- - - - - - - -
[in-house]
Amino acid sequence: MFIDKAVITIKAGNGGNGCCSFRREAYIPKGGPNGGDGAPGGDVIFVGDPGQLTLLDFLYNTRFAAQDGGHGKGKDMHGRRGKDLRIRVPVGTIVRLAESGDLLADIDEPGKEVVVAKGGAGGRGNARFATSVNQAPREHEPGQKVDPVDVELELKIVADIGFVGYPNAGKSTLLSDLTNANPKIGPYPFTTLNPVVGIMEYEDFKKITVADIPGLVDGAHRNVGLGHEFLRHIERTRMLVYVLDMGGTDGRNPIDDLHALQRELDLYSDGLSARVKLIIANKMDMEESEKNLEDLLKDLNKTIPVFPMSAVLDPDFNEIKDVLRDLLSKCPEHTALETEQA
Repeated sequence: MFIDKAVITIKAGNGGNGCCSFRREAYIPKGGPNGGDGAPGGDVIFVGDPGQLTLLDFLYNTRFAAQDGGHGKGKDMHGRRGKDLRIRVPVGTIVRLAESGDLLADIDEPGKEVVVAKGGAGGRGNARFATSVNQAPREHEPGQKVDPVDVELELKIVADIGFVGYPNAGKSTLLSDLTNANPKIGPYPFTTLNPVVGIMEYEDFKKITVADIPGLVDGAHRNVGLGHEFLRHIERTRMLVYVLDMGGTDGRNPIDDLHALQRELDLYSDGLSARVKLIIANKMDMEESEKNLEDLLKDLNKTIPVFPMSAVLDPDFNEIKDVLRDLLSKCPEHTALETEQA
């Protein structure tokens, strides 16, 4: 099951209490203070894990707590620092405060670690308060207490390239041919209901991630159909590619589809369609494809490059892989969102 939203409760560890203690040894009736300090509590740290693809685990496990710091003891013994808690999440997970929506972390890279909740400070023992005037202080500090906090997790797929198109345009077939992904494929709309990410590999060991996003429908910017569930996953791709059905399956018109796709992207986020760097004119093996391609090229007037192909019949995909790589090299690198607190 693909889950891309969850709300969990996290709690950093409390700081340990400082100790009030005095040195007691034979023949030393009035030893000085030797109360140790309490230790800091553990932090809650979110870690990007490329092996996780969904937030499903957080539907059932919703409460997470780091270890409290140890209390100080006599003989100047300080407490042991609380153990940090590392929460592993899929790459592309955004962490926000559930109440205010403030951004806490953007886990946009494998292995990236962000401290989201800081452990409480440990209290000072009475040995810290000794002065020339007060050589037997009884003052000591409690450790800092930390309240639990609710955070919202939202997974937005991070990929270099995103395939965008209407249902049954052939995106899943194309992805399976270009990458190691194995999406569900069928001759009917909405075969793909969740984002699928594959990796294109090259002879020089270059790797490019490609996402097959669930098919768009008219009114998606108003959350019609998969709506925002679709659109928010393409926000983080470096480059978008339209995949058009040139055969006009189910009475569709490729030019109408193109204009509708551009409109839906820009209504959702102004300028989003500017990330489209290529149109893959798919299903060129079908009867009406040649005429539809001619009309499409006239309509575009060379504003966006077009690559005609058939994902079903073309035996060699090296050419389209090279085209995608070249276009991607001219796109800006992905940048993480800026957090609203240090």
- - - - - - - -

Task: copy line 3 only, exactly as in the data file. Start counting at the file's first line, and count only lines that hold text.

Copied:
Repeated sequence: MFIDKAVITIKAGNGGNGCCSFRREAYIPKGGPNGGDGAPGGDVIFVGDPGQLTLLDFLYNTRFAAQDGGHGKGKDMHGRRGKDLRIRVPVGTIVRLAESGDLLADIDEPGKEVVVAKGGAGGRGNARFATSVNQAPREHEPGQKVDPVDVELELKIVADIGFVGYPNAGKSTLLSDLTNANPKIGPYPFTTLNPVVGIMEYEDFKKITVADIPGLVDGAHRNVGLGHEFLRHIERTRMLVYVLDMGGTDGRNPIDDLHALQRELDLYSDGLSARVKLIIANKMDMEESEKNLEDLLKDLNKTIPVFPMSAVLDPDFNEIKDVLRDLLSKCPEHTALETEQA